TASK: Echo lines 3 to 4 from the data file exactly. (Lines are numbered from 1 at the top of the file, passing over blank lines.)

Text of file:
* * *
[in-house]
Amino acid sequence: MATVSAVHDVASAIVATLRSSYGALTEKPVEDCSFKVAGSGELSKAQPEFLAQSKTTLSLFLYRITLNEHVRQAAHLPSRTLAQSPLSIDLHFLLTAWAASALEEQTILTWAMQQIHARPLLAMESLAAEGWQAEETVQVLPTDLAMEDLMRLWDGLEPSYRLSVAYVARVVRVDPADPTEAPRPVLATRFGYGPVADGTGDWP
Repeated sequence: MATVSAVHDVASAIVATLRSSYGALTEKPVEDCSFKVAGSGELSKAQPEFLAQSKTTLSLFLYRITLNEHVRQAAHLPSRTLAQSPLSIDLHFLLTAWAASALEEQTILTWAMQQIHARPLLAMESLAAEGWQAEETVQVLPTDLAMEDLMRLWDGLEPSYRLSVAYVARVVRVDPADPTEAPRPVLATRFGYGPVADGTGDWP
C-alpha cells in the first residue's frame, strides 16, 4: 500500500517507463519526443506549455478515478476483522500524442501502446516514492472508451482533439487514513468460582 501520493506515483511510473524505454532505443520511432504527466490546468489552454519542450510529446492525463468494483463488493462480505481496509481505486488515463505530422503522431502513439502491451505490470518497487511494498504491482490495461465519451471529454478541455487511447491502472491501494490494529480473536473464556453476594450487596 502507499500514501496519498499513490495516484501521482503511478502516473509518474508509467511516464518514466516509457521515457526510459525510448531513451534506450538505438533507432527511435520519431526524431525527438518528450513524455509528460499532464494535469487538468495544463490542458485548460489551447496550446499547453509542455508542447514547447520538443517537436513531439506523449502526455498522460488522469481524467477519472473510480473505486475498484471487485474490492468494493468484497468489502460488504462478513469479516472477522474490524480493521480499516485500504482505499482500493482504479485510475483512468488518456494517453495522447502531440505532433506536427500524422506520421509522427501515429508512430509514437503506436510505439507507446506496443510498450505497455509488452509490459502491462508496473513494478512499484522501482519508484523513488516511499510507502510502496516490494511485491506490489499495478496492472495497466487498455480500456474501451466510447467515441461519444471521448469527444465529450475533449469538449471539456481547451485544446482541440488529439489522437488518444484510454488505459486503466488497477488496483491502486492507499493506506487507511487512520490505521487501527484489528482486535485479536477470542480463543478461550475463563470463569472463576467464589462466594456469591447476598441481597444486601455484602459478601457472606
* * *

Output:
Repeated sequence: MATVSAVHDVASAIVATLRSSYGALTEKPVEDCSFKVAGSGELSKAQPEFLAQSKTTLSLFLYRITLNEHVRQAAHLPSRTLAQSPLSIDLHFLLTAWAASALEEQTILTWAMQQIHARPLLAMESLAAEGWQAEETVQVLPTDLAMEDLMRLWDGLEPSYRLSVAYVARVVRVDPADPTEAPRPVLATRFGYGPVADGTGDWP
C-alpha cells in the first residue's frame, strides 16, 4: 500500500517507463519526443506549455478515478476483522500524442501502446516514492472508451482533439487514513468460582 501520493506515483511510473524505454532505443520511432504527466490546468489552454519542450510529446492525463468494483463488493462480505481496509481505486488515463505530422503522431502513439502491451505490470518497487511494498504491482490495461465519451471529454478541455487511447491502472491501494490494529480473536473464556453476594450487596 502507499500514501496519498499513490495516484501521482503511478502516473509518474508509467511516464518514466516509457521515457526510459525510448531513451534506450538505438533507432527511435520519431526524431525527438518528450513524455509528460499532464494535469487538468495544463490542458485548460489551447496550446499547453509542455508542447514547447520538443517537436513531439506523449502526455498522460488522469481524467477519472473510480473505486475498484471487485474490492468494493468484497468489502460488504462478513469479516472477522474490524480493521480499516485500504482505499482500493482504479485510475483512468488518456494517453495522447502531440505532433506536427500524422506520421509522427501515429508512430509514437503506436510505439507507446506496443510498450505497455509488452509490459502491462508496473513494478512499484522501482519508484523513488516511499510507502510502496516490494511485491506490489499495478496492472495497466487498455480500456474501451466510447467515441461519444471521448469527444465529450475533449469538449471539456481547451485544446482541440488529439489522437488518444484510454488505459486503466488497477488496483491502486492507499493506506487507511487512520490505521487501527484489528482486535485479536477470542480463543478461550475463563470463569472463576467464589462466594456469591447476598441481597444486601455484602459478601457472606